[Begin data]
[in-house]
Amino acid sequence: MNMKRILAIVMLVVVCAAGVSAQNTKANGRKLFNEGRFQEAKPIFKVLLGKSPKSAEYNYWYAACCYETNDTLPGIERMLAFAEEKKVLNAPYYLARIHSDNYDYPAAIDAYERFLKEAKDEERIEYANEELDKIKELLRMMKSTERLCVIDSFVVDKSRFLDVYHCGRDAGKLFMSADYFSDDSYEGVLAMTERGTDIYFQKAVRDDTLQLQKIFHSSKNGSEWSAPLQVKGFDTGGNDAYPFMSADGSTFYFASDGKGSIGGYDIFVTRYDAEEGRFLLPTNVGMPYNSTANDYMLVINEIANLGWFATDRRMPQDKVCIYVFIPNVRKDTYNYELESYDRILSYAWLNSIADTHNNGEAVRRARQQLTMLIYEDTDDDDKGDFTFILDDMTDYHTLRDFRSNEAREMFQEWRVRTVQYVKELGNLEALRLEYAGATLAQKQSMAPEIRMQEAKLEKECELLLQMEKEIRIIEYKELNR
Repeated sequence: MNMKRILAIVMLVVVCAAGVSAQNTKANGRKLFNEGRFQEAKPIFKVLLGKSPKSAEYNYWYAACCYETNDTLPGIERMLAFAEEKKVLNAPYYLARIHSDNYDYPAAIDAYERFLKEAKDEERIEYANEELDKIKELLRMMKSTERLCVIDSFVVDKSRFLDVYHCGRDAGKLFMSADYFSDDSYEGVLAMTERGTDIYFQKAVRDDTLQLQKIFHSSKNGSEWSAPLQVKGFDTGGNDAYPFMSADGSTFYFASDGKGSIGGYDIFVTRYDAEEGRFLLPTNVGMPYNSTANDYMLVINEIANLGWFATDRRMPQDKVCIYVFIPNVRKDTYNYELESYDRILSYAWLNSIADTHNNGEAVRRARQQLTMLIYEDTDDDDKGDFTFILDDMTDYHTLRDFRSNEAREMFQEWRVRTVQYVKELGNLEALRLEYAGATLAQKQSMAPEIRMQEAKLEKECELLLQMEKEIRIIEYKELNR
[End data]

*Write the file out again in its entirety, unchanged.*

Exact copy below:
[in-house]
Amino acid sequence: MNMKRILAIVMLVVVCAAGVSAQNTKANGRKLFNEGRFQEAKPIFKVLLGKSPKSAEYNYWYAACCYETNDTLPGIERMLAFAEEKKVLNAPYYLARIHSDNYDYPAAIDAYERFLKEAKDEERIEYANEELDKIKELLRMMKSTERLCVIDSFVVDKSRFLDVYHCGRDAGKLFMSADYFSDDSYEGVLAMTERGTDIYFQKAVRDDTLQLQKIFHSSKNGSEWSAPLQVKGFDTGGNDAYPFMSADGSTFYFASDGKGSIGGYDIFVTRYDAEEGRFLLPTNVGMPYNSTANDYMLVINEIANLGWFATDRRMPQDKVCIYVFIPNVRKDTYNYELESYDRILSYAWLNSIADTHNNGEAVRRARQQLTMLIYEDTDDDDKGDFTFILDDMTDYHTLRDFRSNEAREMFQEWRVRTVQYVKELGNLEALRLEYAGATLAQKQSMAPEIRMQEAKLEKECELLLQMEKEIRIIEYKELNR
Repeated sequence: MNMKRILAIVMLVVVCAAGVSAQNTKANGRKLFNEGRFQEAKPIFKVLLGKSPKSAEYNYWYAACCYETNDTLPGIERMLAFAEEKKVLNAPYYLARIHSDNYDYPAAIDAYERFLKEAKDEERIEYANEELDKIKELLRMMKSTERLCVIDSFVVDKSRFLDVYHCGRDAGKLFMSADYFSDDSYEGVLAMTERGTDIYFQKAVRDDTLQLQKIFHSSKNGSEWSAPLQVKGFDTGGNDAYPFMSADGSTFYFASDGKGSIGGYDIFVTRYDAEEGRFLLPTNVGMPYNSTANDYMLVINEIANLGWFATDRRMPQDKVCIYVFIPNVRKDTYNYELESYDRILSYAWLNSIADTHNNGEAVRRARQQLTMLIYEDTDDDDKGDFTFILDDMTDYHTLRDFRSNEAREMFQEWRVRTVQYVKELGNLEALRLEYAGATLAQKQSMAPEIRMQEAKLEKECELLLQMEKEIRIIEYKELNR